A federal appeals court said Friday it wouldn't step in right away to delay New York prosecutors' effort to get President Donald Trump's tax records, potentially leaving the Supreme Court as his most promising option to block prosecutors' subpoena.
President Donald Trump speaks during a news conference at the White House, Wednesday, Aug. 19, 2020, in Washington. (Photo: AP)
The 2nd U.S. Circuit Court of Appeals denied Trump's request to immediately put Manhattan District Attorney Cyrus R. Vance Jr.'s subpoena on hold while Trump appeals to try to get it invalidated.
The appeals court said it would hold a hearing on the request for a delay, but not until Sept. 1. After winning a lower court ruling, Vance's office had agreed not to enforce the subpoena before Aug. 28.
The DA's office declined to comment on what the appeals court ruling might mean for that time frame. Messages were sent to Trump's lawyers.
The case has already been to the Supreme Court and back, and Trump has said he expects it to end up there again.
Even if the tax records ultimately are subpoenaed, they would be part of a confidential grand jury investigation and not automatically made public.
The Supreme Court ruled last month that the presidency in itself doesn't shield Trump from Vance's investigation.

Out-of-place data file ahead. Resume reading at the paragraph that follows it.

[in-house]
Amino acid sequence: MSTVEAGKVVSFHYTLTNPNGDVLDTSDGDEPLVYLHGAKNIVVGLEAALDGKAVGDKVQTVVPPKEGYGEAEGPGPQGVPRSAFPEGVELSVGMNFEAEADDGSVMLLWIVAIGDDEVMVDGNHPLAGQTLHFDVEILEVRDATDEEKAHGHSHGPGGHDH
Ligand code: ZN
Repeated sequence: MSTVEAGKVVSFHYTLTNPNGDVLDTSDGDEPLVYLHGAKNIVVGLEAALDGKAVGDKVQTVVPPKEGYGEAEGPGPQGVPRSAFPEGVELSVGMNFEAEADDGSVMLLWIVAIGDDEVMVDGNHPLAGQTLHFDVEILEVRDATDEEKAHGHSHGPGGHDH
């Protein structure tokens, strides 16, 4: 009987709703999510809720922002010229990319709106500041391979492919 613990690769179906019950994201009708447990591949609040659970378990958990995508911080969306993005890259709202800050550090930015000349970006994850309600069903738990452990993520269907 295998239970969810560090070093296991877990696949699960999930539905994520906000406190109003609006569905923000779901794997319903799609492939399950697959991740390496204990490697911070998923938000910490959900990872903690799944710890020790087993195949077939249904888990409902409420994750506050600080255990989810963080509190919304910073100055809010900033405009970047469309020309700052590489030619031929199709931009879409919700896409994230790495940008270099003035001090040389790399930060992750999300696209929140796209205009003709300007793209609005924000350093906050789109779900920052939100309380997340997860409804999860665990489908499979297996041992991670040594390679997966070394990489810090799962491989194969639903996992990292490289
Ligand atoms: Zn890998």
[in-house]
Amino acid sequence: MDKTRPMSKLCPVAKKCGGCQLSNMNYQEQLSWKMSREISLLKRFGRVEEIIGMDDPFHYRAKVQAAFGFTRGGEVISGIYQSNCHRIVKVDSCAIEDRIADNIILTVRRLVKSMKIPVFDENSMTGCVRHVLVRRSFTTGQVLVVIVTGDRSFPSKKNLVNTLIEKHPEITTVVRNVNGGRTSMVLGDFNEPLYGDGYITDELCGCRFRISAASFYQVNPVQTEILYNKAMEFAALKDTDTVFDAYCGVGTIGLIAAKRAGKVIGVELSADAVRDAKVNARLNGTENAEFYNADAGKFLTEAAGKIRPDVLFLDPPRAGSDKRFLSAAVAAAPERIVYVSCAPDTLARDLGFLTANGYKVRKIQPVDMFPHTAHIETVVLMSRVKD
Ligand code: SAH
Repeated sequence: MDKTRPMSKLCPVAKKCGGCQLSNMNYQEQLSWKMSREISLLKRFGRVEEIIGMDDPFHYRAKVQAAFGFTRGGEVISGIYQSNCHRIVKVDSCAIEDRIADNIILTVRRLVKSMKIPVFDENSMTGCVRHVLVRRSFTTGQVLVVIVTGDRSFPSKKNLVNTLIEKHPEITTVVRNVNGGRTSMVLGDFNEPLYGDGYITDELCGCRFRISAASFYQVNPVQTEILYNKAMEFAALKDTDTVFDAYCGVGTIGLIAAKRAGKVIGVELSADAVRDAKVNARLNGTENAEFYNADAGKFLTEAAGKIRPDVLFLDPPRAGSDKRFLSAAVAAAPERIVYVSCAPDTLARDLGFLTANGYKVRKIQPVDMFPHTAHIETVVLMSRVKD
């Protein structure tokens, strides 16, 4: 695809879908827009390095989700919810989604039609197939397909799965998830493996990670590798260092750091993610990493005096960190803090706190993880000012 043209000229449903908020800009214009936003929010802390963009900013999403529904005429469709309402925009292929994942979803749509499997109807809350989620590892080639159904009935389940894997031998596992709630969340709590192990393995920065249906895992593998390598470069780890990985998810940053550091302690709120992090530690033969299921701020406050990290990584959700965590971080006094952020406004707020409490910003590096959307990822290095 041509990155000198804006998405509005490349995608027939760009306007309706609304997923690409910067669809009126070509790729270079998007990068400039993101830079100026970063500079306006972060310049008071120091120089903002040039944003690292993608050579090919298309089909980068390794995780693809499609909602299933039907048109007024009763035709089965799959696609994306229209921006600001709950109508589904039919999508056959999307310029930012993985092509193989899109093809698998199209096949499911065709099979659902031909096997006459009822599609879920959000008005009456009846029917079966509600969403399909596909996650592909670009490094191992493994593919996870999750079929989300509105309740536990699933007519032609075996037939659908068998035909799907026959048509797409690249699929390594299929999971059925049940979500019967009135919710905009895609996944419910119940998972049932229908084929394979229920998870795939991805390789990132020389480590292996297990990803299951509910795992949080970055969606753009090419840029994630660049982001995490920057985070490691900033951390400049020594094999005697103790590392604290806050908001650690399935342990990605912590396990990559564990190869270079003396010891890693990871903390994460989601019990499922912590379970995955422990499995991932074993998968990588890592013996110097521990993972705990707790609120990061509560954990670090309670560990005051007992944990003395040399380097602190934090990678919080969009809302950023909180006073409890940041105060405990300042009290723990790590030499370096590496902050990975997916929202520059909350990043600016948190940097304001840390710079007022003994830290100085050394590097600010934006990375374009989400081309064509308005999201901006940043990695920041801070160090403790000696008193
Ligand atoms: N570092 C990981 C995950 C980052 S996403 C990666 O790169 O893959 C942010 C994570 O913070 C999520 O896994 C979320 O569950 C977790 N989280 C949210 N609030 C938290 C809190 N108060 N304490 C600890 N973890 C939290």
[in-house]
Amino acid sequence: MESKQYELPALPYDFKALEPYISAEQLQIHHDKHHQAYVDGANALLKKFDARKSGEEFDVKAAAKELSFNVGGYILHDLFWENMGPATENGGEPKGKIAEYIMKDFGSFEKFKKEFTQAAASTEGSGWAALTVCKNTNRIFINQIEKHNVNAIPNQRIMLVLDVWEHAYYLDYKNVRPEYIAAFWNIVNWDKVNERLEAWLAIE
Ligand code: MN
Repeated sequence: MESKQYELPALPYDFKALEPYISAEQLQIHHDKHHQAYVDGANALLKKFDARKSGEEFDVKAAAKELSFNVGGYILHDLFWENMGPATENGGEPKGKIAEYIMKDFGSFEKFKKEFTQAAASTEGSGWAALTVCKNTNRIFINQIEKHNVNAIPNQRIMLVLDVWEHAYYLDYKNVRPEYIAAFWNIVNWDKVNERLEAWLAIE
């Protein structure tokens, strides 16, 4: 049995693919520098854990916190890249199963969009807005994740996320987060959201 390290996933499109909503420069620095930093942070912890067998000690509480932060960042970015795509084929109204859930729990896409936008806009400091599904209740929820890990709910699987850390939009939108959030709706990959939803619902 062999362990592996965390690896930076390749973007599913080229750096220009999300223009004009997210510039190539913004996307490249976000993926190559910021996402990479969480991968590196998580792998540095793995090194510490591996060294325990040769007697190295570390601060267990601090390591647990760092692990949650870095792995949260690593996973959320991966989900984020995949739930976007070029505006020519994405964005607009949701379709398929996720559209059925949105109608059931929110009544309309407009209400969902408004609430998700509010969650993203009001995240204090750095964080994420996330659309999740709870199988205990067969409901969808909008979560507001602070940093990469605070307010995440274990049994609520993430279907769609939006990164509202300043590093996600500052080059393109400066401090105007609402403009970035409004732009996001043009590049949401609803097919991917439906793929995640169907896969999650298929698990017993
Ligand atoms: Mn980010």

But the high court returned the case to a Manhattan federal judge's courtroom to allow Trump's lawyers to raise other concerns about the subpoena. They did, arguing that it was issued in bad faith, might have been politically motivated and amounted to harassment.
U.S. District Judge Victor Marrero rejected those arguments Thursday — and then turned down a request from Trump's lawyers to delay enforcement of the subpoena while they appeal his decision.
"The president has not demonstrated that he will suffer irreparable harm" if the records are turned over for a grand jury probe that would keep them secret, he wrote Friday morning.
Trump's lawyers asked the appeals court for the same delay and got their answer hours later.
Vance's attorneys have said they are legally entitled to extensive records to aid a "complex financial investigation."
Vance, a Democrat, began seeking the Republican president's tax returns from his longtime accounting firm over a year ago, after Trump's former personal lawyer Michael Cohen told Congress that the president had misled tax officials, insurers and business associates about the value of his assets.
Trump on Thursday blasted the quest for his financial records as a "the most disgusting witch hunt in the history of our country."
Congress is also pursuing Trump's financial records, though the Supreme Court last month kept a hold on the banking and other documents that Congress has been seeking and returned the case to a lower court.
Trump is the only modern president who has refused to release his tax returns. Before he was elected, he had promised to do so.